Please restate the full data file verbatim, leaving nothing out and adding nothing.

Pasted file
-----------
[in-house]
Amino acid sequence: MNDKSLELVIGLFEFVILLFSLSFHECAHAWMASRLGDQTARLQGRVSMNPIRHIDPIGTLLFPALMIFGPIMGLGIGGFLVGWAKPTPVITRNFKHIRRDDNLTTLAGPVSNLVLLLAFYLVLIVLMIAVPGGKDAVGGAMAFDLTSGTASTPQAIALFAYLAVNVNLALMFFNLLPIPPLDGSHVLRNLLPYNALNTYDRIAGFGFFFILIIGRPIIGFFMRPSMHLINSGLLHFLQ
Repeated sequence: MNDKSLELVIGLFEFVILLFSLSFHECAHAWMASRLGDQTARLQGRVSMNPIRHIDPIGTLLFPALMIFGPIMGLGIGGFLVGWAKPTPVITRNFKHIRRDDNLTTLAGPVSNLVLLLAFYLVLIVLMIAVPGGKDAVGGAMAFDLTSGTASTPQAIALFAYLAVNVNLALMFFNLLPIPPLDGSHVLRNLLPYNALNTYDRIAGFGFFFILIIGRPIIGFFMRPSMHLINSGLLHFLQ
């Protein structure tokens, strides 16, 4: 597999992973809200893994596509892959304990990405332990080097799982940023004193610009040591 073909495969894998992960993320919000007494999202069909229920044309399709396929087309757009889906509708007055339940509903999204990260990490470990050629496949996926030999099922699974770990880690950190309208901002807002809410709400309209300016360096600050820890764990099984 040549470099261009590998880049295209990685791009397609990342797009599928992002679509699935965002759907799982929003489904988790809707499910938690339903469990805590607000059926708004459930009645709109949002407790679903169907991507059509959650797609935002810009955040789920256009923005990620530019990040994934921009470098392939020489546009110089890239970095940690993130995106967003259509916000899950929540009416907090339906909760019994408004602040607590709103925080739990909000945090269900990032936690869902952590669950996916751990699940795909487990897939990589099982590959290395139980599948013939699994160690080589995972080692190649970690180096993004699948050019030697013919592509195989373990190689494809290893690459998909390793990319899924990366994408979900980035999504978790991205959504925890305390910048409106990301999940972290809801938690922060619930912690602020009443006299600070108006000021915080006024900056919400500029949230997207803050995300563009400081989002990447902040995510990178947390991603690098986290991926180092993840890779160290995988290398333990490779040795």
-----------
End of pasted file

[in-house]
Amino acid sequence: MNDKSLELVIGLFEFVILLFSLSFHECAHAWMASRLGDQTARLQGRVSMNPIRHIDPIGTLLFPALMIFGPIMGLGIGGFLVGWAKPTPVITRNFKHIRRDDNLTTLAGPVSNLVLLLAFYLVLIVLMIAVPGGKDAVGGAMAFDLTSGTASTPQAIALFAYLAVNVNLALMFFNLLPIPPLDGSHVLRNLLPYNALNTYDRIAGFGFFFILIIGRPIIGFFMRPSMHLINSGLLHFLQ
Repeated sequence: MNDKSLELVIGLFEFVILLFSLSFHECAHAWMASRLGDQTARLQGRVSMNPIRHIDPIGTLLFPALMIFGPIMGLGIGGFLVGWAKPTPVITRNFKHIRRDDNLTTLAGPVSNLVLLLAFYLVLIVLMIAVPGGKDAVGGAMAFDLTSGTASTPQAIALFAYLAVNVNLALMFFNLLPIPPLDGSHVLRNLLPYNALNTYDRIAGFGFFFILIIGRPIIGFFMRPSMHLINSGLLHFLQ
């Protein structure tokens, strides 16, 4: 597999992973809200893994596509892959304990990405332990080097799982940023004193610009040591 073909495969894998992960993320919000007494999202069909229920044309399709396929087309757009889906509708007055339940509903999204990260990490470990050629496949996926030999099922699974770990880690950190309208901002807002809410709400309209300016360096600050820890764990099984 040549470099261009590998880049295209990685791009397609990342797009599928992002679509699935965002759907799982929003489904988790809707499910938690339903469990805590607000059926708004459930009645709109949002407790679903169907991507059509959650797609935002810009955040789920256009923005990620530019990040994934921009470098392939020489546009110089890239970095940690993130995106967003259509916000899950929540009416907090339906909760019994408004602040607590709103925080739990909000945090269900990032936690869902952590669950996916751990699940795909487990897939990589099982590959290395139980599948013939699994160690080589995972080692190649970690180096993004699948050019030697013919592509195989373990190689494809290893690459998909390793990319899924990366994408979900980035999504978790991205959504925890305390910048409106990301999940972290809801938690922060619930912690602020009443006299600070108006000021915080006024900056919400500029949230997207803050995300563009400081989002990447902040995510990178947390991603690098986290991926180092993840890779160290995988290398333990490779040795």